Hottest zone in the USA.

You see her every day, Mission, rising above our southern flank like a green Scottish bluff (well, in the rainy season, otherwise just good old California brown): the hottest real estate hood in the country.

Redfin, a national real estate brokerage website, has released a poll this week calling the northern slope of Bernal Heights the number one hottest neighborhood in the country for 2014. The page views searching for the area were up 196 percent over the last year, with a median home sales price of $982,500.

To come up with the winners, Redfin tallies page views for listings, and homes that users added to “Favorites” to monitor for price changes. They then added in real-world insight from real estate agents.

Redfin said the winning neighborhoods are one with a short commute, but a more affordable price than other nearby neighborhoods. Redfin CEO Glenn Kelman offered a more creative analysis: “Like the actress who was nominated for 18 Emmys before finally winning, these are the Susan Luccis of neighborhoods, finally getting their due.”

While we don’t know if Bernal offers “All My Children”-caliber familial drama, we must say the views of the Mission lowlands and downtown are utterly dramatic. I couch-surfed there for a month at a friend’s apartment last year, sipping coffee each morning with a queenly view of the city, and closing off each day with lavender sunsets and the Bay Bridge light show.

No, this couldn’t have stayed a secret for long.

I emailed my friend the news this morning that she now lives in the most coveted zone in the USA. She was considerably less ecstatic: “Depressing. I will never be able to buy in this neighborhood. EVER.”

Join the Conversation


  1. The only problem with North Bernal is that it is very close to South and East Bernal, which can be downright nasty.

    There’s only a few ways in and out of the neighborhood as well, so traffic can be congested. While it’s a stiff walk to 24th Street BART from much of the area.

    Still, it’s good to see our neighbors getting honored. I recall when Time magazine nominated the Mission the “hippest” neighborhood in America. I reckon that alone tacked about 100K onto the value of my building.

    All publicity is good publicity.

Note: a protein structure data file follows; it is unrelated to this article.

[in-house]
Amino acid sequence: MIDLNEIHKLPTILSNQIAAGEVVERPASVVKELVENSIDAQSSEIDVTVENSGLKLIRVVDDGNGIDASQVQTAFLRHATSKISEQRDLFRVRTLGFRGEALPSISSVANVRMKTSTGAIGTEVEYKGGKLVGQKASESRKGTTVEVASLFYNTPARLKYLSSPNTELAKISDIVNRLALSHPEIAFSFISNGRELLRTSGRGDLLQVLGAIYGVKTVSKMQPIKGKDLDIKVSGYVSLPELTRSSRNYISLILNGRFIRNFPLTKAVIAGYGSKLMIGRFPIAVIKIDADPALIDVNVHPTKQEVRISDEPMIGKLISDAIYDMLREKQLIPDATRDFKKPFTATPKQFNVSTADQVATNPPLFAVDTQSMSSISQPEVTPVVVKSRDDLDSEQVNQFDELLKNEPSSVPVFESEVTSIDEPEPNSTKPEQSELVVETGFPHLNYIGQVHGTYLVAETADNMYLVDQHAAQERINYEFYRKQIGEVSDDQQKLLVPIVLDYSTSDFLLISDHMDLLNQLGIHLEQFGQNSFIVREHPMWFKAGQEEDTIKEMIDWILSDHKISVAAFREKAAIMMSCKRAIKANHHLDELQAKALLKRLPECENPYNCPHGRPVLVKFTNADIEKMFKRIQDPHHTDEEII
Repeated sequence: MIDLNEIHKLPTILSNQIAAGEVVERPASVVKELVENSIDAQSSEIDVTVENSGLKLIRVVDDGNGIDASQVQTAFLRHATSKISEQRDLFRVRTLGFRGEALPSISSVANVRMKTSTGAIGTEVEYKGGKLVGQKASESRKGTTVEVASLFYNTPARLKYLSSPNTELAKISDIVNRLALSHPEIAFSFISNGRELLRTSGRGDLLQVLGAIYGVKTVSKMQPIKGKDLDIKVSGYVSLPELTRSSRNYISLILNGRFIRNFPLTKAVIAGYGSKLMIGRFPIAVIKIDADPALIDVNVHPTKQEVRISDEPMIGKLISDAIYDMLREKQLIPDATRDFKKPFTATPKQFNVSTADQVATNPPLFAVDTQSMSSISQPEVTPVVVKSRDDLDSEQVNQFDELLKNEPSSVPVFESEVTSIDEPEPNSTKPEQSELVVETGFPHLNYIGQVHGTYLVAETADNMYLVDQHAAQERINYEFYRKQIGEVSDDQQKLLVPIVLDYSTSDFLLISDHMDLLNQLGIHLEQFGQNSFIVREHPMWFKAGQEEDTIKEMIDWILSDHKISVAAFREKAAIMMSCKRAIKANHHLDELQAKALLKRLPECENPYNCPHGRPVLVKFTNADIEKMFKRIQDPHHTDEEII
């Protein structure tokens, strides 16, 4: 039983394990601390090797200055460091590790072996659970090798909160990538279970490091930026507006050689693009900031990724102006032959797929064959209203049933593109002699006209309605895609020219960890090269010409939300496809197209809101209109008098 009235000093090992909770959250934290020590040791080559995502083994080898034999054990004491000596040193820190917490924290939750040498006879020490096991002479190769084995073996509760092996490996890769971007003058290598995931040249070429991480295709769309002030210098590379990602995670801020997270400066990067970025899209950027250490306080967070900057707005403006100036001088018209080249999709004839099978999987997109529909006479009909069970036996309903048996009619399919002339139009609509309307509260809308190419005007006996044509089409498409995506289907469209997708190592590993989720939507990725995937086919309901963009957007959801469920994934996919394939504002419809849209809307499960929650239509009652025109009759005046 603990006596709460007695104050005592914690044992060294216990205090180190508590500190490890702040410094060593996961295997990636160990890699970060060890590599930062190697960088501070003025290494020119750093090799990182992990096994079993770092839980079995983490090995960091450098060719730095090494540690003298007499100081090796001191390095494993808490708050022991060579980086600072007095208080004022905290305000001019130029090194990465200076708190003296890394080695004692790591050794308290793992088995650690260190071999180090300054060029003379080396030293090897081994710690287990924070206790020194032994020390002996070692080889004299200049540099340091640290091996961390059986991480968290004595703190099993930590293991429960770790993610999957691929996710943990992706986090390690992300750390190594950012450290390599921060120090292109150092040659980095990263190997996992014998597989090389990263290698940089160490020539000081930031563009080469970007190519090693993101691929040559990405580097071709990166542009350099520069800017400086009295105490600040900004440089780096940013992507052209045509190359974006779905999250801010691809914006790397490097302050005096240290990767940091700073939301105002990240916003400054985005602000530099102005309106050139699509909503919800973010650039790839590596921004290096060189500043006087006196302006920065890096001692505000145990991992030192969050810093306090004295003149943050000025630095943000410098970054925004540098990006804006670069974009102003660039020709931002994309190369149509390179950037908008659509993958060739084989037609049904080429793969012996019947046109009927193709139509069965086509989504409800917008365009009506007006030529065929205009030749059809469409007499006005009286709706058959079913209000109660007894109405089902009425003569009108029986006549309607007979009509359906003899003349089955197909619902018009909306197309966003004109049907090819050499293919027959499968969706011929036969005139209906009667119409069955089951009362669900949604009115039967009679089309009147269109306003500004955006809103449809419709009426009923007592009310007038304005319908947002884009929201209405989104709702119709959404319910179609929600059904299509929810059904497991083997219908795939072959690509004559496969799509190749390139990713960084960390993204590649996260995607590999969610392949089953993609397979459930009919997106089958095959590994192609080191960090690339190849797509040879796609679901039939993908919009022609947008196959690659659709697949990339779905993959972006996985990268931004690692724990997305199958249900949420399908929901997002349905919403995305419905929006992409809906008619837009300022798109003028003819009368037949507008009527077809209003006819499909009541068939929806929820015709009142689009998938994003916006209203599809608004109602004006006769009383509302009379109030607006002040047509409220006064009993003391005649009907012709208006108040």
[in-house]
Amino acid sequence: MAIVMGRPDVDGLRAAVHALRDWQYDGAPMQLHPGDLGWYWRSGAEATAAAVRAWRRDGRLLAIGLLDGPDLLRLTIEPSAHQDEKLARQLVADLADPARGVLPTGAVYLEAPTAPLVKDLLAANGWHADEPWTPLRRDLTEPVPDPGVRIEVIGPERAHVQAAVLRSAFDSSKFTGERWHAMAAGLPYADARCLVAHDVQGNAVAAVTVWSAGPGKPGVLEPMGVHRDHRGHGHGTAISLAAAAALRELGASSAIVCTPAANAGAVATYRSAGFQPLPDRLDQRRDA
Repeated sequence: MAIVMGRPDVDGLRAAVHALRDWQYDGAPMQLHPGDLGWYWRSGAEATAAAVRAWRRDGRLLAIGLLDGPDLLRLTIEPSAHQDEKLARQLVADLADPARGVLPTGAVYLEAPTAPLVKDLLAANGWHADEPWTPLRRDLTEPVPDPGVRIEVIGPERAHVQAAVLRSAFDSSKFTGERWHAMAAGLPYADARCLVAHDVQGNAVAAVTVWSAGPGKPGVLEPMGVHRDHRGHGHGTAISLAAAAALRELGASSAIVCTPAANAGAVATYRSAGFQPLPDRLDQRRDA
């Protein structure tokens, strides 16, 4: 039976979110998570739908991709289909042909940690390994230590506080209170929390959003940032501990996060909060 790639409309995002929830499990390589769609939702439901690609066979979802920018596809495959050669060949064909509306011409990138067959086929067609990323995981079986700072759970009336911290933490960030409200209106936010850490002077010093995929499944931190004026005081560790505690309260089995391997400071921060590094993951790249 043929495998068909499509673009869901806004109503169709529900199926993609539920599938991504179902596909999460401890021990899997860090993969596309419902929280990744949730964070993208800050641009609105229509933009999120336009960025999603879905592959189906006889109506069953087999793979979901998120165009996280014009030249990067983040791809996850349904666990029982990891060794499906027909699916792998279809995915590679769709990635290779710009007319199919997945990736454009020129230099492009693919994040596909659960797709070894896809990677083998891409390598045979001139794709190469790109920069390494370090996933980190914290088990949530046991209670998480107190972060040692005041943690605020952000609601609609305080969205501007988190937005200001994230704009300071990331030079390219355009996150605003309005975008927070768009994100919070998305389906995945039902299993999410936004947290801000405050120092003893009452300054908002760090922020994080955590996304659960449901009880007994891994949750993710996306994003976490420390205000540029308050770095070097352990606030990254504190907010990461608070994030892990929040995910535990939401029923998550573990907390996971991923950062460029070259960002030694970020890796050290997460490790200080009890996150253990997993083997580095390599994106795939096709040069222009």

2. Yea all pub is good pub, but realistically the Redfin “survey” is mostly schlock. Plus, I’m a fikin’ to pick me up another investment property this year, so a cooling of the market would be convenient. While the rest of the country has let up a bit, SF is still crazy. Lots of Chinese money and Irish flippers on the hound.

    May get pushed out to D 10. How bout you john, do you “do” D10? I expect it to improve, as all those angry white protesters are pushed out of the mish will start moving on in…

    1. Yo poorass, I would not buy in SF right now. I thought there were some great bargains among those bombed out condos that Jerry Brown built in Oakland about 2-3 years ago and, for a rental or a flip, they looked great.

      Right now, I’m more into stocks and riding the QE gravy train but I’m hedged with options ‘cuz the party could go pear-shaped.

      Best bet is what always work – buy a building with cheap rents from a depressed small LL and then Ellis/ TIC the bad boy. 100K a unit looks like smack to me.

      1. I’m not into flipping. That’s real, actual work, and then you have to keep doing it- phooey! I’m more buy/hold, renovate/bring to highest and best use, then rent out to the right tenants.

        I like the low rates, so locking in 30 yr fixed is a great advantage (thanks fed gov 🙂 what I don’t like is the super low inventory and rising prices. There’s a lot of loose Chinese money out there, and the Irish flippers are always willing to overbid anything that has tic-flip written on it. That’s why I’m looking at areas off the mainstream radar screen like D10. I’m not gonna do Oakland (even though this may be the cycle Oakland actually lives up to half of its promise); don’t feel like schlepping across the bridge. Life’s too short.

        Surprised you don’t wanna ride the equity train for the next couple of years by leveraging RE.

        1. I don’t flip much myself. But i do think that the way the current system is rigged, there is a compelling case for flipping undervalued units.

          1. There is. But it’s so much work finding, getting, cleaning up, etc. a bldg, I hate the idea of selling it if you can manage to keep it in portfolio.

            Personally, I’m quite bullish on SF RE over the next 10-20 years (allowing for usual market dips of course. ) why? 1- The way SF politics are going, almost any bldg you can manage to keep is guaranteed to become a more and more precious commodity. 2- I think the tech reign has a long reach, and will continue being a serious employment-wealth driver. Heck, even prior to the late 90’s tech boom, SF RE was doing better than most of the nation. What’s you take long term here?

          2. Yes, and in fact I have only been involved in one Ellis eviction, and that was with partners.

            I’ve condo converted one building and created TIC’s out of two others.

            I’ve been a net seller of RE since 2003 and prefer now to rent non-RC buildings. That said, most RC tenants have been reasonable for me, and didn’t linger, squat or hoard.

            I’d agree with your long-term prognosis for SF RE and the long-term economy. And paradoxically things like rent control can make RE more profitable for the shrewd investor.

          3. “paradoxically things like rent control can make RE more profitable for the shrewd investor.”